Crown: An Ode to the Fresh Cut by Derrick Barnes

The barbershop is where the magic happens. Boys go in as lumps of clay and, with princely robes draped around their shoulders, a dab of cool shaving cream on their foreheads, and a slow, steady cut, they become royalty. That crisp yet subtle line makes boys sharper, more visible, more aware of every great thing that could happen to them when they look good: lesser grades turn into As; girls take notice; even a mother’s hug gets a little tighter. Everyone notices.

A fresh cut makes boys fly.

All Because You Matter by Tami Charles

‘All Because You Matter’ is a poetic and loving message to little black boys.

Cool Cuts by Mechal Renee Roe

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Boys with natural black hair are celebrated in this bright, joyful read-together picture book that will have kids everywhere chanting the book’s chorus: “I am born to be awesome!”
When the stars shine, the world is mine! I am born to be awesome! My hair is free, just like me! I am born to be awesome!
Boys will love seeing strong, happy reflections of themselves in this vibrant, rhythmic picture book celebrating a diversity of hip black hairstyles. From a ‘fro-hawk to mini-twists and crisp cornrows, adorable illustrations of boys with cool curls, waves, and afros grace each page, accompanied by a positive message that will make kids cheer. It’s a great read-aloud to promote positive self-esteem to little black boys, building and growing the foundation of self-lov.

Son, You Are A King by Tená V. Baker

son you are a king - 30 Empowering Books For Little Black Boys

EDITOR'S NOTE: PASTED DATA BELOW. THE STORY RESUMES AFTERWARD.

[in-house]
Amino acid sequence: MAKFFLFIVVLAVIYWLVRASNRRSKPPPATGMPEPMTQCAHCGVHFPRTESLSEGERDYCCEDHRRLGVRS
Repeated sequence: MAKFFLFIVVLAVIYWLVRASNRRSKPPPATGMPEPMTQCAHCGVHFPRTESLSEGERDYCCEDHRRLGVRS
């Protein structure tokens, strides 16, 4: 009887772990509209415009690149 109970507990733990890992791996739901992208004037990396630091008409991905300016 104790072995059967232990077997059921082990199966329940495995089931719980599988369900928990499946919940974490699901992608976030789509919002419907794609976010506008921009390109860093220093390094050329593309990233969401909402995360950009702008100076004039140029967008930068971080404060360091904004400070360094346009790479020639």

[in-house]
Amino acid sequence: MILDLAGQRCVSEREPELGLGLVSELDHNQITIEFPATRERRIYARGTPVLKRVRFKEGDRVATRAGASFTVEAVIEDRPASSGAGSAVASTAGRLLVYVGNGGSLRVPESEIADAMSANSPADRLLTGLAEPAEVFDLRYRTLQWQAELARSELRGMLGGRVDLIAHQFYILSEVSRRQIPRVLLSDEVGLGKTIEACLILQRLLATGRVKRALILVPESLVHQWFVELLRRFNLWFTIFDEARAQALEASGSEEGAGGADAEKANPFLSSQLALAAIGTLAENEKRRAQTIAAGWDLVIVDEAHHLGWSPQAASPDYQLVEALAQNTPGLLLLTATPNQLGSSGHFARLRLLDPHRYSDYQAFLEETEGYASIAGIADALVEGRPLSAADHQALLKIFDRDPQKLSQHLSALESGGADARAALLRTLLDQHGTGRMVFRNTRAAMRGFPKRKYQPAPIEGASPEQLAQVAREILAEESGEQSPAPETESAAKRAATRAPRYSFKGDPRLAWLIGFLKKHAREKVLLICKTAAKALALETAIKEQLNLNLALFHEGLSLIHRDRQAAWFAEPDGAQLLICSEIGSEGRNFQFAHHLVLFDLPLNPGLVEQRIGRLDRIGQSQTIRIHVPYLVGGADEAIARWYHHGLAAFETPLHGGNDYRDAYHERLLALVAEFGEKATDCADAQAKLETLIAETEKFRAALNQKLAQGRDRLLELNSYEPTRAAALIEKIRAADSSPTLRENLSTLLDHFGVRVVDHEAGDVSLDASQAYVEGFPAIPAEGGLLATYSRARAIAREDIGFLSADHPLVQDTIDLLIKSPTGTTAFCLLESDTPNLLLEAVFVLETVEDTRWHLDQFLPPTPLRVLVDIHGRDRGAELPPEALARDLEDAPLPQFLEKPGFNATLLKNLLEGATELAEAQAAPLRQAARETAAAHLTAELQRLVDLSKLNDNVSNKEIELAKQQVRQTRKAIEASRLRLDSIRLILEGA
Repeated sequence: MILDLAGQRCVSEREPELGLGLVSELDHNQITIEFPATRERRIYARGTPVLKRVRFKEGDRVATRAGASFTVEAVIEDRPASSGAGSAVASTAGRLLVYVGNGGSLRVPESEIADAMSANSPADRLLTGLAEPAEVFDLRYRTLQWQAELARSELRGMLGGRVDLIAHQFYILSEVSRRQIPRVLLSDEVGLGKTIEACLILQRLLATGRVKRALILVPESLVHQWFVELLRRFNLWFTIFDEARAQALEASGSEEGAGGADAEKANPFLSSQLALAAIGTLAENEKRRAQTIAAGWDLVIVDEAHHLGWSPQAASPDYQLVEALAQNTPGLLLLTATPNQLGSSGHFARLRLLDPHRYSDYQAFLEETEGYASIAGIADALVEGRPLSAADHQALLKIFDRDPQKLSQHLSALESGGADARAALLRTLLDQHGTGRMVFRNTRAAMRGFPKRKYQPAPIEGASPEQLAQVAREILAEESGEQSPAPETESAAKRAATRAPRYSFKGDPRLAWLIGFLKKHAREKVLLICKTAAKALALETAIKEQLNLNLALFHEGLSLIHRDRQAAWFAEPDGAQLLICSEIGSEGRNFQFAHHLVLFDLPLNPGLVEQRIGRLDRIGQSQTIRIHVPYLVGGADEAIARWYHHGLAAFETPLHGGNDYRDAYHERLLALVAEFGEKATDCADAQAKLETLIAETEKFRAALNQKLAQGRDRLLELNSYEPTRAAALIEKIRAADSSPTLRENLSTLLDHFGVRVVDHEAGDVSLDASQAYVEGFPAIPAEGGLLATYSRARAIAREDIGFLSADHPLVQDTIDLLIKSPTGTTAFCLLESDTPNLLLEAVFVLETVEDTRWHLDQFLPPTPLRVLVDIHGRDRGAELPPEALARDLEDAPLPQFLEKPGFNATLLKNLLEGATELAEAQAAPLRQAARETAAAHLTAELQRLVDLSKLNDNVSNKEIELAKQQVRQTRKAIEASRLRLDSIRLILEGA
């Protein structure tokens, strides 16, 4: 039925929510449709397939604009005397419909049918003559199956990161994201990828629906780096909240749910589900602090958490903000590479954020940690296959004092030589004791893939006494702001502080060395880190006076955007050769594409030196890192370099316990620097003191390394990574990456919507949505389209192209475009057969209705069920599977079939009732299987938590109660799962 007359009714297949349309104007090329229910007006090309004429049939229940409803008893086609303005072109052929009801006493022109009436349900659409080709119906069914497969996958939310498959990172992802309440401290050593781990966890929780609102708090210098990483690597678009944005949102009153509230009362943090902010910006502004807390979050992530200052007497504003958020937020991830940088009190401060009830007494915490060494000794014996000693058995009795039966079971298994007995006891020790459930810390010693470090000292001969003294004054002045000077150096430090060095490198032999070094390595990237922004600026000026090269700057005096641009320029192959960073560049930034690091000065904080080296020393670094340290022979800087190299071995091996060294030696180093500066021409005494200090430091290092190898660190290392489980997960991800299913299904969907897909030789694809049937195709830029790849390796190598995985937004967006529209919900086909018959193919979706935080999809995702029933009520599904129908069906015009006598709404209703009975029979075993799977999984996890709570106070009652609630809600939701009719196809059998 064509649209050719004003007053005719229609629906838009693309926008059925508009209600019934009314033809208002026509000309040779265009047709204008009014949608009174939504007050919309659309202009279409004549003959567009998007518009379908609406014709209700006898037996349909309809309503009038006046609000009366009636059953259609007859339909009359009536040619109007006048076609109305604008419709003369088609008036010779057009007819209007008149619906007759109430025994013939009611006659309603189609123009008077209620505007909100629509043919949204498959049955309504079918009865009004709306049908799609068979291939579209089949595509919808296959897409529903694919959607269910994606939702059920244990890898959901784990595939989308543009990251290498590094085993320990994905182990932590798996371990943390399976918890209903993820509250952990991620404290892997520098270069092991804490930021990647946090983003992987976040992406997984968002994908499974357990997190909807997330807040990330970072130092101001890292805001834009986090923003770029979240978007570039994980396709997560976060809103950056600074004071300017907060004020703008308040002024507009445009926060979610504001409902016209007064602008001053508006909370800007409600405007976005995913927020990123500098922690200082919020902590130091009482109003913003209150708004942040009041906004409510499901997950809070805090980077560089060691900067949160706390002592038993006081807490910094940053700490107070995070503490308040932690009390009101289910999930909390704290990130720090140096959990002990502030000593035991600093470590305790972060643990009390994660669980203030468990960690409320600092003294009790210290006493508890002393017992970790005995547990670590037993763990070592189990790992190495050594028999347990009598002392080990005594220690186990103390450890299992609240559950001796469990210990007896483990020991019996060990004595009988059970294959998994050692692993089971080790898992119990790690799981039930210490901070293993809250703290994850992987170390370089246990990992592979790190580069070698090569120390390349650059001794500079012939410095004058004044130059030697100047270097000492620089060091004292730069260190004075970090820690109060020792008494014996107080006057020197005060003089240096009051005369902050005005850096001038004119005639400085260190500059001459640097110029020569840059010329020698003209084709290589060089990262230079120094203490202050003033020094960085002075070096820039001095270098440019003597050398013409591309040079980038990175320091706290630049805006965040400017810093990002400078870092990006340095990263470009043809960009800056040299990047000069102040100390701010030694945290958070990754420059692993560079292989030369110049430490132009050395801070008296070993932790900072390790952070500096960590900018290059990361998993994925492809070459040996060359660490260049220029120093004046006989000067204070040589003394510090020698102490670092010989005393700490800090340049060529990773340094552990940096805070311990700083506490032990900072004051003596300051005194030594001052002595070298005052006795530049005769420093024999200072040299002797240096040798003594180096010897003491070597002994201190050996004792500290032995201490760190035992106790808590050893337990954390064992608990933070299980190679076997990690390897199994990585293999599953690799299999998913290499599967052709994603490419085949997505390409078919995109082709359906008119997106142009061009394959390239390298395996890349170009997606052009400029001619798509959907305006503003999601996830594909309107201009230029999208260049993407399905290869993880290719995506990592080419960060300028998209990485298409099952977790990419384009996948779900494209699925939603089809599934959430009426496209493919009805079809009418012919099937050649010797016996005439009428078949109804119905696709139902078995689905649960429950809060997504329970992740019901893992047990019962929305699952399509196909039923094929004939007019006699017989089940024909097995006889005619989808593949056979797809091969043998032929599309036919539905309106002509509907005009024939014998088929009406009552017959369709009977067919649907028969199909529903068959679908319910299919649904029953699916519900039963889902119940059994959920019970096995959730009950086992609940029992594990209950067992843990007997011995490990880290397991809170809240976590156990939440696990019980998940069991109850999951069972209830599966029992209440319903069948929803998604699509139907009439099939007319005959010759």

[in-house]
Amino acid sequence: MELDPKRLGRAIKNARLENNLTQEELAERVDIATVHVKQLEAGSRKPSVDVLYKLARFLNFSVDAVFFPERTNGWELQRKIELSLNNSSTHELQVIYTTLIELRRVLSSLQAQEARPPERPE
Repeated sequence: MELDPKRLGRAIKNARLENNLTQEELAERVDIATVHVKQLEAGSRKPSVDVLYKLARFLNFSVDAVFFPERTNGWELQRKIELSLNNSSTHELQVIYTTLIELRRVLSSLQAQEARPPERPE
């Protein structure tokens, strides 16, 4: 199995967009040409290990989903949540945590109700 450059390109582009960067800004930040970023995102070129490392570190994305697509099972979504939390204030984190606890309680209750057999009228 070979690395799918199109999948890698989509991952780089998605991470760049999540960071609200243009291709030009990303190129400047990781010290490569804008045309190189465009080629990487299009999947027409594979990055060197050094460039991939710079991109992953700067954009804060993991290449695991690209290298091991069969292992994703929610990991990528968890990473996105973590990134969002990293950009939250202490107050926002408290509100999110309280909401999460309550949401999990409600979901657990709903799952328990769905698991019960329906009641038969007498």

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“Dear little black boy, you can be anything because you were born with everything you need.”When faced with bullying, low self-esteem, and self-doubt, how can black boys push through to find success in today’s society? This is the story of a boy losing his innocence and finding his power.

I Believe I Can by Grace Byers

From the #1 New York Times bestselling creators of I Am Enough comes an empowering follow-up that celebrates every child’s limitless potential.

I Believe I Can is an affirmation for boys and girls of every background to love and believe in themselves.

Actress and activist Grace Byers and artist Keturah A. Bobo return with another gorgeously illustrated new classic that’s the perfect gift for baby showers, birthdays, or just for reading at home again and again.

My presence matters in this world. I know I can do anything, if only I believe I can.

Whose Toes Are Those by Jabari Asim

A vibrant, playful verse that celebrates a beautiful brown baby’s adorable little toes, for fans of Ten Little Fingers and Ten Little Toes.
Who do you suppose has such fine toes?So brown and sweet. Who could have such darling feet?
Snuggle with a child on your lap with this cheerful rhyme inspired by the classic giggle-inspiring game of This Little Piggy. With lush, adorable pictures from New York Times bestselling illustrator LeUyen Pham, reminiscent of the beloved work of Ezra Jack Keats, this interactive board book full of toddler appeal is a perfect baby gift for parent-child playtime.

ABC I Love Me by Miriam Muhammad